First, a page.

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Robots to build Heatherwick and BIG's proposed Google HQ

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An army of robot-crane hybrids will be assembled to build Google’s new headquarters in California, according to the latest design papers posted by the IT giant

Mock-ups of the so-called ‘crabots’ are featured in lengthy planning documents submitted to the City of Mountain View Council in Silicon Valley and seen by AJ this week.

As revealed last July, the tech firm has commissioned Thomas Heatherwick, BIG and engineers AKTII to design its extended HQ, which will house 20,000 Google staff.

The ‘crabots’ are described in the documents as a mash-up of flexible crane and robotic machine.

Much of the internal design of Google’s new HQ will depend on the success of the robots which will roam under the gigantic canopies of the sprawling site and lift and shift pre-fabricated components, furniture and services.

‘We have studied different options to create a lightweight, flexible and “hackable” system for the building of the interior structures,’ the paper continues.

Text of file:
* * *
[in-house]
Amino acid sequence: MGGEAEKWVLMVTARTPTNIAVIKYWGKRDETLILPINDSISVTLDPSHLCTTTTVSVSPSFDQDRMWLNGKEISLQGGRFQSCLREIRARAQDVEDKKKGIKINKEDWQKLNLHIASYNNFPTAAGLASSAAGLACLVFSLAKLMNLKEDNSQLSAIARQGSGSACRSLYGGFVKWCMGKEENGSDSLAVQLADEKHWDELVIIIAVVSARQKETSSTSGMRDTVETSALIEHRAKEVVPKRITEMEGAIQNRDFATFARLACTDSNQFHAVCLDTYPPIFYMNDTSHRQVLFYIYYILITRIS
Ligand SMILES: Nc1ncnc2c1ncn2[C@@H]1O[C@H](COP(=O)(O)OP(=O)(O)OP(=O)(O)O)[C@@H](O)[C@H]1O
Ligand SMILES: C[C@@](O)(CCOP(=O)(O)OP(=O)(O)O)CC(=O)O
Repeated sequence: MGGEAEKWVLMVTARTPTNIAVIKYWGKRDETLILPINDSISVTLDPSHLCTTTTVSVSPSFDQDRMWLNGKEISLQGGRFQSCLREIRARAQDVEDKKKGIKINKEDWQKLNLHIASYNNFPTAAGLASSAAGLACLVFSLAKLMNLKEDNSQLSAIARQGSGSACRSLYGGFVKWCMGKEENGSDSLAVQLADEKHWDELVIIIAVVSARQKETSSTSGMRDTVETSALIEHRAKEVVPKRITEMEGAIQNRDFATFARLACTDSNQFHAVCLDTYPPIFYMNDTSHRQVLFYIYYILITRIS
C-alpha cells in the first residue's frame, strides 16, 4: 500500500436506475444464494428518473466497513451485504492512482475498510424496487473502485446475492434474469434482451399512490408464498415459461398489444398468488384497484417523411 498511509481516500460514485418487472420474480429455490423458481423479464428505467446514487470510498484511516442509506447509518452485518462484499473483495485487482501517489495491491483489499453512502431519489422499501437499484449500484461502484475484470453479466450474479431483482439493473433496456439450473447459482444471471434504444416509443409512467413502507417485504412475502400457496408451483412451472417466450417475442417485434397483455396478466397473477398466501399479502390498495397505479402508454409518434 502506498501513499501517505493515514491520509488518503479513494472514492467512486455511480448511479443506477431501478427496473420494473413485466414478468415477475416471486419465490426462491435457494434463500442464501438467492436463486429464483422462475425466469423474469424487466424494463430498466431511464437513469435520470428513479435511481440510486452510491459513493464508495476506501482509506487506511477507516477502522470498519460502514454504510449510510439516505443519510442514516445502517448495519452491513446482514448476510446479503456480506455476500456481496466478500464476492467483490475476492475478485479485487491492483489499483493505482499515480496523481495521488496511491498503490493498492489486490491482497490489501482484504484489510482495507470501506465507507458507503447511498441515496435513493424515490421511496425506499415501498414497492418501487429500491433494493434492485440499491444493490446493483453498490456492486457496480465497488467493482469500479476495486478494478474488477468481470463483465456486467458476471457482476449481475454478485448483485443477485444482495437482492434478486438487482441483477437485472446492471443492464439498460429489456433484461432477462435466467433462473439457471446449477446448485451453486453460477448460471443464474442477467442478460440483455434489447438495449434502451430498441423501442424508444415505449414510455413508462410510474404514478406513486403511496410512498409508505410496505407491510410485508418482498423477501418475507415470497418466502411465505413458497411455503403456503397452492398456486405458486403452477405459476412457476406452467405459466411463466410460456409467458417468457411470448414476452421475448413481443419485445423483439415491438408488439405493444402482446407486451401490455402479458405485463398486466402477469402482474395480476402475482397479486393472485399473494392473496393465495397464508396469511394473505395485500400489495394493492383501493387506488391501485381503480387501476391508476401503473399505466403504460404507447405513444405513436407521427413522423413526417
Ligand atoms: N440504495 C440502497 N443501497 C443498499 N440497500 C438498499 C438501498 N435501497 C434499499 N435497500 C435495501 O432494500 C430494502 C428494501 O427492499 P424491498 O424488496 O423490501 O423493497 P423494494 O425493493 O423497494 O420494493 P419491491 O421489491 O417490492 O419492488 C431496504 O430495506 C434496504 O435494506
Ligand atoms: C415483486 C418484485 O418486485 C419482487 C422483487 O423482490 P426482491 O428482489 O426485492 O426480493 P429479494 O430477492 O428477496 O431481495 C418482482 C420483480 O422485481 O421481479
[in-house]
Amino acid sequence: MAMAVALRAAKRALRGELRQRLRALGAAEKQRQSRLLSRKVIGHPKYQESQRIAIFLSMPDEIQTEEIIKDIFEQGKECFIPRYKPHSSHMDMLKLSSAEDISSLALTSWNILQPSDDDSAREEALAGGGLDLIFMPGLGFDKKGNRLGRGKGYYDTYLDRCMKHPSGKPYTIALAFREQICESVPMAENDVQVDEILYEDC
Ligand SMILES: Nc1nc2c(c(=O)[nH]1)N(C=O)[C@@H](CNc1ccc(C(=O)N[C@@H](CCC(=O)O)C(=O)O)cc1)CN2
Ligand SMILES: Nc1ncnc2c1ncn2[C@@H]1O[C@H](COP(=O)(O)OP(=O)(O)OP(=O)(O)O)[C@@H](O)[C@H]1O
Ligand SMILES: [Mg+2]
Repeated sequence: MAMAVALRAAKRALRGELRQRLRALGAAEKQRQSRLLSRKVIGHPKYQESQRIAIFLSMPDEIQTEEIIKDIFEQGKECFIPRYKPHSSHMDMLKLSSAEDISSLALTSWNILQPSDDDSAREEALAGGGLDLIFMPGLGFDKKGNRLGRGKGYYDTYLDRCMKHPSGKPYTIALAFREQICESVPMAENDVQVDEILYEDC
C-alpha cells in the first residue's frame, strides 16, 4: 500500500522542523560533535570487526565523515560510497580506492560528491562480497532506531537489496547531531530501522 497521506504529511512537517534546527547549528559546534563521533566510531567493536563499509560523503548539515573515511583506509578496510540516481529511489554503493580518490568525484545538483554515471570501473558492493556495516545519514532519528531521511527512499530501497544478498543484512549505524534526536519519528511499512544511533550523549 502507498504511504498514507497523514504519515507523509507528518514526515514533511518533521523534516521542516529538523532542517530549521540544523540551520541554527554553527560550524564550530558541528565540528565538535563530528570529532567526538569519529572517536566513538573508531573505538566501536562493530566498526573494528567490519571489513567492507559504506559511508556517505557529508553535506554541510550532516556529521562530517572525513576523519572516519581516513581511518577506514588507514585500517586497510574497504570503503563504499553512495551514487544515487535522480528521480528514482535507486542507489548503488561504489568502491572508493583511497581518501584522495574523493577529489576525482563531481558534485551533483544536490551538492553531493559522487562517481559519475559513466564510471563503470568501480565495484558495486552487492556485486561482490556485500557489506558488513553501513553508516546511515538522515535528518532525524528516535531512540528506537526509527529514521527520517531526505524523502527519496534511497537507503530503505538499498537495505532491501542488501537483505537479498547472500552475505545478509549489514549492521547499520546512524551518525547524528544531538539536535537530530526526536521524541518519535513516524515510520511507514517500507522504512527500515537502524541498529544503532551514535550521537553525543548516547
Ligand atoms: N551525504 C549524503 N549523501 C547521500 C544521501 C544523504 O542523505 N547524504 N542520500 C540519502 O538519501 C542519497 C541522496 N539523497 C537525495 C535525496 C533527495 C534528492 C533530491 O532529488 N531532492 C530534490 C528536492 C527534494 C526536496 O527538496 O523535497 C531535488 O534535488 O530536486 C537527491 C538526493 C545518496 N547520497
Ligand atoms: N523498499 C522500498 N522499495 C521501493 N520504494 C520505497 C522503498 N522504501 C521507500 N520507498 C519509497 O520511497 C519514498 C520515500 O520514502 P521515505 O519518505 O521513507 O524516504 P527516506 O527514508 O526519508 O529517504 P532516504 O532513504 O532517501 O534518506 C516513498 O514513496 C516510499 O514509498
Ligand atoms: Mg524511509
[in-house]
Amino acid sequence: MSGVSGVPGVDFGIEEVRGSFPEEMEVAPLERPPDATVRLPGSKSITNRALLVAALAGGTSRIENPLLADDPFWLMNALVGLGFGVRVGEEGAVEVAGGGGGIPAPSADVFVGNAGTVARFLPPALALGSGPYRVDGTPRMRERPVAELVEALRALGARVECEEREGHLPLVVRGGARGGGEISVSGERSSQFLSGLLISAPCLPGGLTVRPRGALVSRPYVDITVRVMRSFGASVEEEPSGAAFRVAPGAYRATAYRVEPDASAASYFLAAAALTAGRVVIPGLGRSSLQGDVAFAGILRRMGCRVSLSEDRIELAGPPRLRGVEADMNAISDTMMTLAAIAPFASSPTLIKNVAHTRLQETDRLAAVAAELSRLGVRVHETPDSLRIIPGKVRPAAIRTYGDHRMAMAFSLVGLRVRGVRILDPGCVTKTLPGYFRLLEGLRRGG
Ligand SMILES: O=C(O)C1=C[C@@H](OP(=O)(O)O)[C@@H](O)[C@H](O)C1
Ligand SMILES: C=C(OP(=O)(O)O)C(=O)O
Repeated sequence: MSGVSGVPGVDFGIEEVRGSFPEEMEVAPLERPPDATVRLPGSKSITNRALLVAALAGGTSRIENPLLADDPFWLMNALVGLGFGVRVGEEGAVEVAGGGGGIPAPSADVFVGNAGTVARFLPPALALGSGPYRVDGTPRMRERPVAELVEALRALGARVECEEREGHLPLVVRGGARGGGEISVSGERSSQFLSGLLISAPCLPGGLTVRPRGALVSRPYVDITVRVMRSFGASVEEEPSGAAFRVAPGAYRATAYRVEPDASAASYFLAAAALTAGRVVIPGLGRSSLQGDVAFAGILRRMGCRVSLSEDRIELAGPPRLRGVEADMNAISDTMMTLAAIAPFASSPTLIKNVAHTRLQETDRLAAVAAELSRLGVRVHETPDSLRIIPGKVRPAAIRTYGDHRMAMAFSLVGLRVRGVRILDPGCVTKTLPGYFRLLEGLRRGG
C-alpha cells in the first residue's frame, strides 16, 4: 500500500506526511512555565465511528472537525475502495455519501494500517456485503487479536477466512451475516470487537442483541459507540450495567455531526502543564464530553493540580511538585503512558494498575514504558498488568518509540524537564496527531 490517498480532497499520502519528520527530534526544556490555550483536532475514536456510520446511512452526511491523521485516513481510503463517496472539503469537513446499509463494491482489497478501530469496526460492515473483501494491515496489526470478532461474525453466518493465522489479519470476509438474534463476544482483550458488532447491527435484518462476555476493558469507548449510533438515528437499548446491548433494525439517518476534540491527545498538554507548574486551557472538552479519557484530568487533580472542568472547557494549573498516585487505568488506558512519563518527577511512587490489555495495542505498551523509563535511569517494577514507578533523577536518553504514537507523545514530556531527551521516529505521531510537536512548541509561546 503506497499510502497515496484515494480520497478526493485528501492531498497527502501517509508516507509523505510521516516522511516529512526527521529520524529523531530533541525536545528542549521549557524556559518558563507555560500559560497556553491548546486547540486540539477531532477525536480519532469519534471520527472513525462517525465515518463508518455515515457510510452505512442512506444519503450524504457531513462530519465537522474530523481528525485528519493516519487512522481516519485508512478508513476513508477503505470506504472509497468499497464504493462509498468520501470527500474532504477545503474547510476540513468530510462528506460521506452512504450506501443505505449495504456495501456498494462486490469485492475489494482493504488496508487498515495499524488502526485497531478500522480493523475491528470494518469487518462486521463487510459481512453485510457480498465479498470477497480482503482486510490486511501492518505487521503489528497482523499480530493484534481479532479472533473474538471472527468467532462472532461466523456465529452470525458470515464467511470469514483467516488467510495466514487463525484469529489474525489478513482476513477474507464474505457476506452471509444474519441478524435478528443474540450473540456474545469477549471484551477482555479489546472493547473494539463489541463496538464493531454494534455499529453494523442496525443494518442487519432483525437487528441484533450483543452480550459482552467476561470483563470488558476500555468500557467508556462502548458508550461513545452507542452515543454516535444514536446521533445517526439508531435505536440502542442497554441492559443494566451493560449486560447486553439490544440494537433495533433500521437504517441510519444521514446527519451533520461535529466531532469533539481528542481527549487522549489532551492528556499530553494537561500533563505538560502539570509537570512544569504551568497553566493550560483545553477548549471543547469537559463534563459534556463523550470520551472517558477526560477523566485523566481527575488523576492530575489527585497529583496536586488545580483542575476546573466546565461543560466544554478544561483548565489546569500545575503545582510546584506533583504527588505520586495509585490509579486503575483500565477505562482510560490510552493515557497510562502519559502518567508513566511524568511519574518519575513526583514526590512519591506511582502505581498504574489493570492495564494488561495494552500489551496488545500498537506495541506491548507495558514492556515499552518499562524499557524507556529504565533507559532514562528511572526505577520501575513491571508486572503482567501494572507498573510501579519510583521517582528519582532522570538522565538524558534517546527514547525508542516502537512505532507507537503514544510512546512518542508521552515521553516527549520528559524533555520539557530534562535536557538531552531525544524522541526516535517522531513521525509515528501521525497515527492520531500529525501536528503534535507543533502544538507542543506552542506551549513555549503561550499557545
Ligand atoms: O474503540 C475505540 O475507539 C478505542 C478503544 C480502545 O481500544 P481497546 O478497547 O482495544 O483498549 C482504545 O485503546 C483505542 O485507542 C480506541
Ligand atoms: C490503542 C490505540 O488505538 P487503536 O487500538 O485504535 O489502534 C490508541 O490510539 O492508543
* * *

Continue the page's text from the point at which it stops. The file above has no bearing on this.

‘Our objective is to create a solution that can be assembled efficiently and economically within pre-erected canopy structures by means of small, easily manoeuvrable cranes.’

‘Through the life of the buildings this [will] allow reconfiguration and maintenance…of the canopy envelope from within.’

According to the design documents, the internal structures of the HQ will adopt an ‘integrated’ system of steel columns and monocoque floor plates.

These floor plates will take the form of ‘pre-fabricated steel trays’ stretching 5m wide and 14m in length.

Their maximum weight of 10 tonnes is the ‘maximum liftable weight’ of a small ‘manageable crane’, according to Google’s papers.

‘The monocoque system has been tested in each of the buildings of this submittal and has proved a flexible and resilient system to various degrees of ‘hacking’ and customising,’ they continue.

‘We have developed special edge clip-on components with the monocoque system that allow to cantilever the floor plates out from the columns.

Google declined to comment.

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Readers' comments (1)

  • Looks like they'll have a little bit more time to invent the building technology first; local council have given the majority of the site to LinkedIn, rather than Google. Story on Verge today: http://www.theverge.com/2015/5/6/8562123/google-headquarters-reboot-squashed-by-linkedin

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